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The PlayStation Vita (PS Vita, or Vita) is a handheld game console developed and marketed by Sony Interactive Entertainment. It was first released in Japan on December 17, 2011, and in North America, Europe, and other international territories beginning on February 22, 2012. The console is the successor to the PlayStation Portable, and a part of the PlayStation brand of gaming devices; as part of the eighth generation of video game consoles, it primarily competed with the Nintendo 3DS.
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The original model of the handheld includes a 5-inch (130 mm) OLED multi-touch capacitive touchscreen, two analog joysticks, and front and shoulder push-button input, and supports Bluetooth, Wi-Fi, and optional 3G. The Vita features a quad-core ARM Cortex-A9 MPCore CPU and a quad-core SGX543MP GPU. The PS Vita 2000 series, a revised version of the system, was released across 2013 and 2014. It has all of the same features with a slightly smaller size, extended battery life, and an LCD screen instead of OLED. Sony released the PlayStation TV, a short-lived, re-purposed version of the Vita that uses a television screen like a home video game console, discontinued at the end of 2015. As of 2023, it is Sony's last handheld console.
The Vita's design was intended to meld the experience of big-budget, dedicated video game platforms with the then up-and-coming trend of mobile gaming as seen on smart phones and tablets. However, in the year after the device's successful launch, sales of the hardware and its bigger budget games stalled, threatening to end its lifespan. A concentrated effort to attract smaller independent developers in the West, combined with strong support from mid-level Japanese companies, helped keep the platform afloat. Though this led to less diversity in its game library, it strengthened support in JRPGs, visual novels, and Western-developed indie games. This built moderate sales in Japan and a smaller yet passionate userbase in the West. Though Sony has not released exact sales figures, late-lifespan sales estimates are around 15 to 16 million units. In the platform's later years, Sony promoted the PlayStation Vita's ability to work in conjunction with its other gaming products, such as Remote Play of PlayStation 4 games, similar to the Wii U's function of Off-TV Play.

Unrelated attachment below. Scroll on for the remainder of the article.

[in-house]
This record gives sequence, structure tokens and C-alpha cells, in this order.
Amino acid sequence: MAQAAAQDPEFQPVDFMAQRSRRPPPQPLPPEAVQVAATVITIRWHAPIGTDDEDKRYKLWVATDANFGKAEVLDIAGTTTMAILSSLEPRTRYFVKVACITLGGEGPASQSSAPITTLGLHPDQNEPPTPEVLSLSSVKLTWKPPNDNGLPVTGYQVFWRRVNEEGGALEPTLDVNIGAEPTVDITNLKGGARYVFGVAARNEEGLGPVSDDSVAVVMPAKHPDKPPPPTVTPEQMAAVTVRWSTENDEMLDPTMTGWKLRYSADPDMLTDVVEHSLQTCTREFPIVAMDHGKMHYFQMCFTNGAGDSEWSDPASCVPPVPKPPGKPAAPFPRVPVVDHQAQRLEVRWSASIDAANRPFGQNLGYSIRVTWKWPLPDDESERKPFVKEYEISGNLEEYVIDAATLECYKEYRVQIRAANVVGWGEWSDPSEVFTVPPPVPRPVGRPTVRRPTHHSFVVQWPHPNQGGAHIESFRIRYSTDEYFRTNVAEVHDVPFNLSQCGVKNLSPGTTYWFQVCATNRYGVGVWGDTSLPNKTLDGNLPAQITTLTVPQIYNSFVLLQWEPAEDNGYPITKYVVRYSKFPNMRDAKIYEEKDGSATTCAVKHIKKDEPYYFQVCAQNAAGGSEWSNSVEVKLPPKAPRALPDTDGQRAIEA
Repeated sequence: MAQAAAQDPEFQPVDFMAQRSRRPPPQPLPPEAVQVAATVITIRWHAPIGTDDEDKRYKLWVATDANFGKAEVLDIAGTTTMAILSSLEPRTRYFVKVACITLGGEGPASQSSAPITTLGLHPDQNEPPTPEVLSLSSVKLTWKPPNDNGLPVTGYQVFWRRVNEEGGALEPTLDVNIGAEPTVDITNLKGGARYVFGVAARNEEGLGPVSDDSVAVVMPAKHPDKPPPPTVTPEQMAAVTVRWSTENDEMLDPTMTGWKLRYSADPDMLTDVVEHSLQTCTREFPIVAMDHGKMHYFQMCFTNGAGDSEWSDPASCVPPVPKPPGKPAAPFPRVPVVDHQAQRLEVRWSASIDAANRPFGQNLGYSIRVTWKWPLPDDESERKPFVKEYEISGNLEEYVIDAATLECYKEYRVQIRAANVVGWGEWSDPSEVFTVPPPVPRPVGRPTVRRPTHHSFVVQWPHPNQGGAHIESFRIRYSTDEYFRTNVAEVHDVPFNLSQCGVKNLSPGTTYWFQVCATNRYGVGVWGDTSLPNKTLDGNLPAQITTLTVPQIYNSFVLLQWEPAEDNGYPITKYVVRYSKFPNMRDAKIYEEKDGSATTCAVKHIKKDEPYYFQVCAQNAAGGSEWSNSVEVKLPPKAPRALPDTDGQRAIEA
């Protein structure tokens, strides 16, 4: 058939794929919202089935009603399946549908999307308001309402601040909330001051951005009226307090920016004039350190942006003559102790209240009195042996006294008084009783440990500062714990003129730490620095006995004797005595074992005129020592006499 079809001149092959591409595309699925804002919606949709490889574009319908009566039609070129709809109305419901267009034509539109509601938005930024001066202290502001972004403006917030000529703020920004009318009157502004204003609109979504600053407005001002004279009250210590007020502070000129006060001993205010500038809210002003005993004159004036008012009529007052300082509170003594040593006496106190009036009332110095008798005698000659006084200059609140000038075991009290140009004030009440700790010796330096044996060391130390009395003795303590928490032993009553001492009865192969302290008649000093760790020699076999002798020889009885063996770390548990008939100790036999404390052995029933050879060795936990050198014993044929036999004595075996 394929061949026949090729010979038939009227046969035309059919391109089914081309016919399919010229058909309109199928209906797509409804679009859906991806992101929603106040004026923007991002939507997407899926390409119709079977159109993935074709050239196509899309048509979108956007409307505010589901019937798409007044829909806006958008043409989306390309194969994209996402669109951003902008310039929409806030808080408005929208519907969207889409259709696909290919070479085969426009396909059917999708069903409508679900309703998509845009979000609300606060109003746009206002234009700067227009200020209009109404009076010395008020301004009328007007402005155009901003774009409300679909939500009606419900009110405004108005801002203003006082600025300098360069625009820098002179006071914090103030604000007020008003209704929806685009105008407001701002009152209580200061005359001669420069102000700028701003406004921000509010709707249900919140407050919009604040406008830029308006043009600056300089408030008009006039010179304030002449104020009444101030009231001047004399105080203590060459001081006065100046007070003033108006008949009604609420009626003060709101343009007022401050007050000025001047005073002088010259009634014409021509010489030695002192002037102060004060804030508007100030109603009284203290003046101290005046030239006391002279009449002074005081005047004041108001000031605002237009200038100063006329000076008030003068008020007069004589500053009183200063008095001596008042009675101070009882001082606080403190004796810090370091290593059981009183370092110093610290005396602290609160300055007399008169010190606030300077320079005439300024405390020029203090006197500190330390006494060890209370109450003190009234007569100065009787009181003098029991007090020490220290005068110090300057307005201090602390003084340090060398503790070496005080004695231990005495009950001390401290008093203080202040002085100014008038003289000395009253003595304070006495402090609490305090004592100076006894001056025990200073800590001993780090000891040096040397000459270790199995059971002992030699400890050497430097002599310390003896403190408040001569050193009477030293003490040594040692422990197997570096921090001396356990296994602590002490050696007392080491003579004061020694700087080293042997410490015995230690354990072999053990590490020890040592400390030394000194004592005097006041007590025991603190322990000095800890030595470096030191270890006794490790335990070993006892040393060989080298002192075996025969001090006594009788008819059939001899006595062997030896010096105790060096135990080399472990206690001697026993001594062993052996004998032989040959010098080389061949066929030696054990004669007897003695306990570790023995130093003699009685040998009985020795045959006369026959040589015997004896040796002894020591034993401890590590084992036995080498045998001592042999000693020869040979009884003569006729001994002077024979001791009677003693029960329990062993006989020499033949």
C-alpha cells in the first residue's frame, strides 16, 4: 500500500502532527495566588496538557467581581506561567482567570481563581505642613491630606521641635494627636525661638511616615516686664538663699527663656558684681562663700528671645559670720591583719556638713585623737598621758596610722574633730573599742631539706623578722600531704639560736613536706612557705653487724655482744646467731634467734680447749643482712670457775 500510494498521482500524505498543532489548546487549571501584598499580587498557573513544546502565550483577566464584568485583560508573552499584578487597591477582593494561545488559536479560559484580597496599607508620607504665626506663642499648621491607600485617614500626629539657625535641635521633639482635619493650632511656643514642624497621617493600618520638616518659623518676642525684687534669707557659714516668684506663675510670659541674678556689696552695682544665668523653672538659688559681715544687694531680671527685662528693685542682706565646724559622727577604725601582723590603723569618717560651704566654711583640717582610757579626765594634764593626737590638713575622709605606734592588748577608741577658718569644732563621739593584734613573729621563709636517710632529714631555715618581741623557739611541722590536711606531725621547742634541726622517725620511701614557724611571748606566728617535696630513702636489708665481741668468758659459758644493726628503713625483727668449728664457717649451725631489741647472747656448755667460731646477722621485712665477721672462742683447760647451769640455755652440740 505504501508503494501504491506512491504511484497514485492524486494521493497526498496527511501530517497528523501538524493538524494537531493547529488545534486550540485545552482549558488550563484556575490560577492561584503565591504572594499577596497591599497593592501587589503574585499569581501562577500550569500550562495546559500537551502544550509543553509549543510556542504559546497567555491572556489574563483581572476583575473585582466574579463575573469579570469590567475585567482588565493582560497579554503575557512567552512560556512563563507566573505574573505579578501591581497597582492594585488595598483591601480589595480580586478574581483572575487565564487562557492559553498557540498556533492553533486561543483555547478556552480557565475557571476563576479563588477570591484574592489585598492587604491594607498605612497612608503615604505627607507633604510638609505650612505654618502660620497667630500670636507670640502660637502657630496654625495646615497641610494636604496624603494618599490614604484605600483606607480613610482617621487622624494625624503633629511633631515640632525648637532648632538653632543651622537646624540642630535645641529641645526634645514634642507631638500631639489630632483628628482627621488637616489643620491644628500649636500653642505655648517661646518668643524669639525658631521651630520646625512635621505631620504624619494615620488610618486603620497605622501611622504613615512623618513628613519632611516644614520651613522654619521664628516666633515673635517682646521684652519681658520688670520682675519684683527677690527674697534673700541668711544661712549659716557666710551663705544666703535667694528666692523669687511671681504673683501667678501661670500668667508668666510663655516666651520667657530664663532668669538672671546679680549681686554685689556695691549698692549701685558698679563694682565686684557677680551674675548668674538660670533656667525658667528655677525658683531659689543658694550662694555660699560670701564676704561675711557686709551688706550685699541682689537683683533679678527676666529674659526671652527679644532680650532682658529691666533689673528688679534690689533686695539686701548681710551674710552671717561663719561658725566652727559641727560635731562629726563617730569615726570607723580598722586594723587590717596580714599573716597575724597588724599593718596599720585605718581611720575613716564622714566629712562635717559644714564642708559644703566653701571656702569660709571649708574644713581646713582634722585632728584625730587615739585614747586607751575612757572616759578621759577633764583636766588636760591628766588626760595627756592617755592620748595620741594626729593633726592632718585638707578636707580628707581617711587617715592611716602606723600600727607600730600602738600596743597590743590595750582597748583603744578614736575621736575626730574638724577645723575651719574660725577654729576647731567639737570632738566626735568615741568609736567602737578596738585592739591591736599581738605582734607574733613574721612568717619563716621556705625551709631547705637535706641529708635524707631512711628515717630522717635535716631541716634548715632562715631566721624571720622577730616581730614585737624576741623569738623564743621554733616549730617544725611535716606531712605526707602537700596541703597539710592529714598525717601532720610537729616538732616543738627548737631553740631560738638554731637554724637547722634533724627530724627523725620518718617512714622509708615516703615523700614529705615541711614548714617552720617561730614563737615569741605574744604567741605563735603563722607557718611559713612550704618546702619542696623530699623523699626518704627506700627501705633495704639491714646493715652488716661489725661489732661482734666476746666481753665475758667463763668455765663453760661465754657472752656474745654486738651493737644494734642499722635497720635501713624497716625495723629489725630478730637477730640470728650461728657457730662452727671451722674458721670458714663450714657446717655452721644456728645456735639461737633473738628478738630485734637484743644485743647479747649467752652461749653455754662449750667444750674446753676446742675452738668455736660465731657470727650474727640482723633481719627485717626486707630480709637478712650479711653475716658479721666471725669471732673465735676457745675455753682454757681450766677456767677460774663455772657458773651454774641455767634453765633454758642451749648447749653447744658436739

While the Vita hosted several acclaimed titles and built a small but loyal and passionate fanbase, the system is regarded as a commercial failure, with a lack of support from Sony and major third-party developers along with competition from the significantly more successful Nintendo 3DS and smart devices noted as major factors. Production of the system and physical game cards in the West ended in March 2019, with Sony having no plans for a successor.